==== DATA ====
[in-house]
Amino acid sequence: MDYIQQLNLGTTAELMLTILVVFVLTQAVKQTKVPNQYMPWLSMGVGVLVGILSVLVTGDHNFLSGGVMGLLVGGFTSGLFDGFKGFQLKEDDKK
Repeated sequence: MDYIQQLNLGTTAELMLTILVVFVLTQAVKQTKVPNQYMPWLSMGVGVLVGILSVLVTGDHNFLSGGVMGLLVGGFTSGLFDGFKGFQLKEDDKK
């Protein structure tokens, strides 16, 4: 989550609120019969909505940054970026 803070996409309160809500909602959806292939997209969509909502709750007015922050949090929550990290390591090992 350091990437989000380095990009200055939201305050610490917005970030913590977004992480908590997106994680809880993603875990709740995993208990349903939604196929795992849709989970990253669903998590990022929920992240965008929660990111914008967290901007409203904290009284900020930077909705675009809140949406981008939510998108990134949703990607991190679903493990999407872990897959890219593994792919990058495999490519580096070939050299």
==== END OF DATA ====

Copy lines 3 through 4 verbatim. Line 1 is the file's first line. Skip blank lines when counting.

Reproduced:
Repeated sequence: MDYIQQLNLGTTAELMLTILVVFVLTQAVKQTKVPNQYMPWLSMGVGVLVGILSVLVTGDHNFLSGGVMGLLVGGFTSGLFDGFKGFQLKEDDKK
């Protein structure tokens, strides 16, 4: 989550609120019969909505940054970026 803070996409309160809500909602959806292939997209969509909502709750007015922050949090929550990290390591090992 350091990437989000380095990009200055939201305050610490917005970030913590977004992480908590997106994680809880993603875990709740995993208990349903939604196929795992849709989970990253669903998590990022929920992240965008929660990111914008967290901007409203904290009284900020930077909705675009809140949406981008939510998108990134949703990607991190679903493990999407872990897959890219593994792919990058495999490519580096070939050299």